Defenders of the IRS may argue that tax-exempt status is a privilege, not a right. But the court has held that the government cannot require recipients of governmental largess to relinquish constitutional rights in return—particularly free-speech rights.

The IRS may point to Bob Jones University v. U.S. (1983), in which the high court upheld the denial of tax-exempt status to a private school with racially discriminatory practices that were “contrary to settled public policy.” But public policy on drugs, especially marijuana, is far from settled. A majority of states have enacted legalization measures contrary to federal law; Michigan, Missouri and Utah all did so this month. And Congress has already defunded Justice Department prosecutions of medical cannabis businesses that are legal under state law.

More important, Bob Jones involved not advocacy but action—discriminatory policies that constrained the university’s students. The case would likely have come out differently if the schools complied with public policy while arguing that it should change.

Although no constitutional right is absolute, governmental policies that burden First Amendment rights are strictly scrutinized by the courts and will be upheld only if based upon a compelling governmental interest.

The framers of the Bill of Rights had experienced the full brunt of British antisedition laws, which were used to punish political advocacy. They were determined that this never happen again. Banning or even burdening the freedom to advocate for changing governmental policies, no matter how unpopular or odious the message may be, violates not only the First Amendment but the idea of government by the people. Impeding such advocacy cannot have any legitimate governmental purpose, much less a compelling one.

Accordingly, while government has been able to justify limiting activities or conduct even when it has an expressive or religious component, the Supreme Court has sanctioned limits on the content of speech only in extreme circumstances. In Holder v. Humanitarian Law Project (2010), for instance, the justices upheld a ban on policy advocacy undertaken under the direction of, or in coordination with, certain terrorist groups. This narrow prohibition was constitutional only because the coordinated speech amounted to a “material support” to terrorist groups. The same speech, if conducted independently, would have been fully protected.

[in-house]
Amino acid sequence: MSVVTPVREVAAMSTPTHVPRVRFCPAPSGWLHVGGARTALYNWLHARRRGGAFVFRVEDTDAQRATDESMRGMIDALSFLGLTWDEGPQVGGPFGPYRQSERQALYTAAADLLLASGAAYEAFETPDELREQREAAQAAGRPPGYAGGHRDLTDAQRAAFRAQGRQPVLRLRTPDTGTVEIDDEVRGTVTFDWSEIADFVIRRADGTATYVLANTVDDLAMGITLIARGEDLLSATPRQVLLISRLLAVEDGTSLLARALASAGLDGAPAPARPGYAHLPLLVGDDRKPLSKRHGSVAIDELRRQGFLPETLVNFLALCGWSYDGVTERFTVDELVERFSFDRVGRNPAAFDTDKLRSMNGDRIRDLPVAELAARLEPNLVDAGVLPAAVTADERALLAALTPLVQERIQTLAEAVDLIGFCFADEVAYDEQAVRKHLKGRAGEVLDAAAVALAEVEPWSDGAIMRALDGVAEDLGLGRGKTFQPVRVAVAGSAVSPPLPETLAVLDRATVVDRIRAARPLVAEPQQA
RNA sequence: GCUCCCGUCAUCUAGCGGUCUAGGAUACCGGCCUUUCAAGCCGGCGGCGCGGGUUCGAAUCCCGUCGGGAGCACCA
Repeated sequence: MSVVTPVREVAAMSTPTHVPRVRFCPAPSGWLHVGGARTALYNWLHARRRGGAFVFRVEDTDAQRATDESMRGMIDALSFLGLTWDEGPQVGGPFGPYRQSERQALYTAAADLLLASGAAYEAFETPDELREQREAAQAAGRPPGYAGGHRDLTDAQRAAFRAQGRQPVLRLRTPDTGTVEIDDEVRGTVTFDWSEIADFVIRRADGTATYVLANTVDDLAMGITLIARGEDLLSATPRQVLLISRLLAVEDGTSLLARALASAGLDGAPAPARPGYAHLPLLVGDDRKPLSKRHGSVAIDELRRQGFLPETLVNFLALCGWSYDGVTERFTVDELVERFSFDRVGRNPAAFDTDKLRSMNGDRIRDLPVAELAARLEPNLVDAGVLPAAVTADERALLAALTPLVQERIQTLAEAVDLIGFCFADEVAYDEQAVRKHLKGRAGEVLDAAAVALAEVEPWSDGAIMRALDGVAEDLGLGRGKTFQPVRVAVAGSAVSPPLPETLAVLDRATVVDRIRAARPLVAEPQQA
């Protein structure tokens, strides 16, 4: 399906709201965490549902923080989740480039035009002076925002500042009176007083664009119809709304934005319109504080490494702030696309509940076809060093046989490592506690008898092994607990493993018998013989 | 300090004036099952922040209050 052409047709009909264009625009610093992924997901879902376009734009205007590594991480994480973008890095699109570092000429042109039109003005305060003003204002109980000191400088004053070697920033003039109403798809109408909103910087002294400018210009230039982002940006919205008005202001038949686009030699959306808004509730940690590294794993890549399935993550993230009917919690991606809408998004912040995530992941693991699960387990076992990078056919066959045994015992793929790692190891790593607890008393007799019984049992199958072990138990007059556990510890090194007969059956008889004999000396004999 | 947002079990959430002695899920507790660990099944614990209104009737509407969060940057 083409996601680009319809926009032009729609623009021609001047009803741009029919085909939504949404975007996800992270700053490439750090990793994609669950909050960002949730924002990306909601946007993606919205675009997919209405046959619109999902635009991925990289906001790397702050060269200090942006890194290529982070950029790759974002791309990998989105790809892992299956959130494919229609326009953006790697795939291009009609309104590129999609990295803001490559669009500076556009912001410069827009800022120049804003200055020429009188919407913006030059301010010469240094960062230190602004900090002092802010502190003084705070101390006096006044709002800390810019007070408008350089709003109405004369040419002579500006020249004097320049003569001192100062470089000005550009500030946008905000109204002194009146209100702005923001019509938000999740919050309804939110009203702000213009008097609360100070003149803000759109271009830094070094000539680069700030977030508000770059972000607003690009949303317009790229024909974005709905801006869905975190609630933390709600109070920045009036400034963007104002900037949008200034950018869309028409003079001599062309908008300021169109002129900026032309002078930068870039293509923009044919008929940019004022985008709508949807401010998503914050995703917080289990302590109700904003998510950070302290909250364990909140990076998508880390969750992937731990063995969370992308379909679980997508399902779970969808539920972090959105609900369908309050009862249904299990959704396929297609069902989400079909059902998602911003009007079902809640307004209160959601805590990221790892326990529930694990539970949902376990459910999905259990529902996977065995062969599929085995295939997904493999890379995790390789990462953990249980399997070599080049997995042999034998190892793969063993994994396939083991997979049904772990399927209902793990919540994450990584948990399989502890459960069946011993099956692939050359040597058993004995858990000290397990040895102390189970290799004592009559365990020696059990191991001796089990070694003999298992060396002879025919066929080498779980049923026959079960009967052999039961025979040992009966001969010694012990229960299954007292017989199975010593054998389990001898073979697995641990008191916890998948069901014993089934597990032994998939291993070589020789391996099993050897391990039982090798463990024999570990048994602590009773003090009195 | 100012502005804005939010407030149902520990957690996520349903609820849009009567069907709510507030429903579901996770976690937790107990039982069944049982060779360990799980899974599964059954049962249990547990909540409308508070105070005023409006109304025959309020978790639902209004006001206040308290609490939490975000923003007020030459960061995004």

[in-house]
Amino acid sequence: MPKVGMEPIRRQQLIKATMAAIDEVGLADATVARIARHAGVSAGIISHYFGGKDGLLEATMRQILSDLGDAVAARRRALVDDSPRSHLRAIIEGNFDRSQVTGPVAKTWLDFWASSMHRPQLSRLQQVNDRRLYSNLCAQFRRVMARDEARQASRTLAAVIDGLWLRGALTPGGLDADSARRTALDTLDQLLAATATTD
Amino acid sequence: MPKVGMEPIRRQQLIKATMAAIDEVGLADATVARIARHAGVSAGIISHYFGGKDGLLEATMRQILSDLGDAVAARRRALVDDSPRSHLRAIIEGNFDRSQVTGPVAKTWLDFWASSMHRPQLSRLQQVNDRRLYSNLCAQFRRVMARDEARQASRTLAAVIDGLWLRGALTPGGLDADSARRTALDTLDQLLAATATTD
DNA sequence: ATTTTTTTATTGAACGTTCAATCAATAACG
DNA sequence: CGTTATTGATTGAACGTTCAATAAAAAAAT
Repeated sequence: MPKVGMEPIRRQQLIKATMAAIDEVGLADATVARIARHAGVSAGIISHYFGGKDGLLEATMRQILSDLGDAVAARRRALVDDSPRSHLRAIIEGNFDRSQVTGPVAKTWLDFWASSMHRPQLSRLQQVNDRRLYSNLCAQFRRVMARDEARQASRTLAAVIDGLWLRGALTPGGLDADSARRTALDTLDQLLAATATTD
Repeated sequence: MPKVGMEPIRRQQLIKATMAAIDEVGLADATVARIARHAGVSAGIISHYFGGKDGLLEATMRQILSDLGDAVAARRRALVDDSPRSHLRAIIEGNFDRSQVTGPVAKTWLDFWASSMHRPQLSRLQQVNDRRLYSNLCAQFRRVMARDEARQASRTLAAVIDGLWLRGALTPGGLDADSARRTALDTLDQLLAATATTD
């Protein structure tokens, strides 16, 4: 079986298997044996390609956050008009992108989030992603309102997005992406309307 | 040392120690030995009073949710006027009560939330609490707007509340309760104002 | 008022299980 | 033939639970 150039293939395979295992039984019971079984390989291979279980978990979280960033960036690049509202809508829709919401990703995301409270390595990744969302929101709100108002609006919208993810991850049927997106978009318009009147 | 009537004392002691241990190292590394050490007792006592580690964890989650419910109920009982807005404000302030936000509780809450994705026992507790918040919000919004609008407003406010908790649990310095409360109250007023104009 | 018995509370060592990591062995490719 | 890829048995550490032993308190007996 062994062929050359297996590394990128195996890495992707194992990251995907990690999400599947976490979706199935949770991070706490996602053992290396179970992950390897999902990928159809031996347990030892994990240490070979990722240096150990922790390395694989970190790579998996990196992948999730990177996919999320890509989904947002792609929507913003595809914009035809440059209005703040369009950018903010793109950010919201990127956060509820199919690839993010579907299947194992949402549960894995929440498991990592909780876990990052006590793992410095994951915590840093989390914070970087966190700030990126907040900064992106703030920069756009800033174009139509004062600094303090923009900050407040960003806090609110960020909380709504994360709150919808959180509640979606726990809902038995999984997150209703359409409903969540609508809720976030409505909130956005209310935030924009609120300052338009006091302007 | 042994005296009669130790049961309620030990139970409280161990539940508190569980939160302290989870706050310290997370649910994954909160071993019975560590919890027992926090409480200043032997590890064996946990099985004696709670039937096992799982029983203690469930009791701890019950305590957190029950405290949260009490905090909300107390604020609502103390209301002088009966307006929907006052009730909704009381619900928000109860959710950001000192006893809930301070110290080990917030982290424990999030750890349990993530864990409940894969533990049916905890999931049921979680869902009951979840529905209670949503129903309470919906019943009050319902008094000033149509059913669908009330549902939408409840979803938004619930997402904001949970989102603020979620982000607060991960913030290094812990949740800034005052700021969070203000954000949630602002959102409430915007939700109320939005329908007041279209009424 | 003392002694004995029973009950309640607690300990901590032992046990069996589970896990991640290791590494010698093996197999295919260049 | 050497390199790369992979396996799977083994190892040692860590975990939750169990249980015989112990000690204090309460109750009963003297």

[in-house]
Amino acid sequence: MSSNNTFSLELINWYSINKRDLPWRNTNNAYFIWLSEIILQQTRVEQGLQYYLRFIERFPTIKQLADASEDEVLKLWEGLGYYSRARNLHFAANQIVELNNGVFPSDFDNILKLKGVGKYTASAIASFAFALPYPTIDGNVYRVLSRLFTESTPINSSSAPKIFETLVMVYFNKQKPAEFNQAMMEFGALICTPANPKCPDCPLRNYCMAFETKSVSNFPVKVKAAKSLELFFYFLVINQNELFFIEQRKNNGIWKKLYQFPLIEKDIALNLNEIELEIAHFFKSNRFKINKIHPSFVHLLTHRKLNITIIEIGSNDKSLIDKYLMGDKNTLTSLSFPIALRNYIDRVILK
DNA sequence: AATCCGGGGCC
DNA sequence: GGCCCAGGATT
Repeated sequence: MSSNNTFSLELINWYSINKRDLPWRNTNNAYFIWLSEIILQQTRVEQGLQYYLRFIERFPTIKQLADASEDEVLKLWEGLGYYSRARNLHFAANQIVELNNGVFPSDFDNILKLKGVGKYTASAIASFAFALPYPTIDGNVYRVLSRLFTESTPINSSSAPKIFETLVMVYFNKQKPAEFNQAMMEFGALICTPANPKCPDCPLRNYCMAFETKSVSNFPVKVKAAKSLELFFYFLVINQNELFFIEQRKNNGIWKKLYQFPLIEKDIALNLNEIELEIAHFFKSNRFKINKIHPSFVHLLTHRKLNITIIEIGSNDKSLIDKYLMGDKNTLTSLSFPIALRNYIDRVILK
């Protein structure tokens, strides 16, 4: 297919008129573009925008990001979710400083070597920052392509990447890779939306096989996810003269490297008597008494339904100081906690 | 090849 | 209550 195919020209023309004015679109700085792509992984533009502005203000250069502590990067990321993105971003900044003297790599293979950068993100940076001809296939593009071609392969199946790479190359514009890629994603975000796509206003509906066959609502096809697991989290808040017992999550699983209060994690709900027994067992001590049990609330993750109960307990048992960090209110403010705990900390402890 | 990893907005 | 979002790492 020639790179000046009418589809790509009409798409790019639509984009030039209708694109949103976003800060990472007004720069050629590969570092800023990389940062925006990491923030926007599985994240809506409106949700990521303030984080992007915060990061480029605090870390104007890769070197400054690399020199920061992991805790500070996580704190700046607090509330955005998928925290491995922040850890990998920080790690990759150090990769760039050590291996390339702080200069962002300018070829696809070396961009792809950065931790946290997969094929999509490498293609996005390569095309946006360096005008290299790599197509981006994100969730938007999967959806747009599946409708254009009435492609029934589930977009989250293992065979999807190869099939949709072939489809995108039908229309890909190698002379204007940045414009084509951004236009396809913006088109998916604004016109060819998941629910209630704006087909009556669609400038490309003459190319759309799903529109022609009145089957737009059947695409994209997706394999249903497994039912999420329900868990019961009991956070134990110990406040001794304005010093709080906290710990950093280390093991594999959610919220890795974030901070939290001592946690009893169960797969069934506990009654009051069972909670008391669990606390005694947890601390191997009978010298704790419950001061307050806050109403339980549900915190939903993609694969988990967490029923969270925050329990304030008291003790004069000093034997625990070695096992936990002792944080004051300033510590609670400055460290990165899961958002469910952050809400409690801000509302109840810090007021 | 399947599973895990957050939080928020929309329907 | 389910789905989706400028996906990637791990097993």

Here, by contrast, the IRS seeks to control independent policy advocacy. That’s something the federal government may not do. Yet it’s the second time this decade for the IRS.

Messrs. Rivkin and Meyer practice appellate and constitutional law in Washington.

Source: https://www.wsj.com/articles/another-irs-free-speech-scandal-1542918151

Iranian Sanctions with an Extra Bite

Saudi Probe Is Not a Job For the U.N.

By David B. Rivkin Jr. and Lee A. Casey

October 24, 2018, in the Wall Street Journal

The murder of Jamal Khashoggi has justly triggered international outrage. Yet calls for a United Nations-led investigation are neither justified nor prudent.

Those urging the U.N. to investigate argue that with so much at stake, no sovereign state can be trusted to conduct a full and fair probe. And there is a potential for bias—by the Saudis, whose officials are implicated; by Turkey, a rival of Riyadh; and by the U.S., the Saudis’ longstanding strategic partner. The same is true of many other states, including Britain, France and Germany, all of which have economic and strategic interests in the region.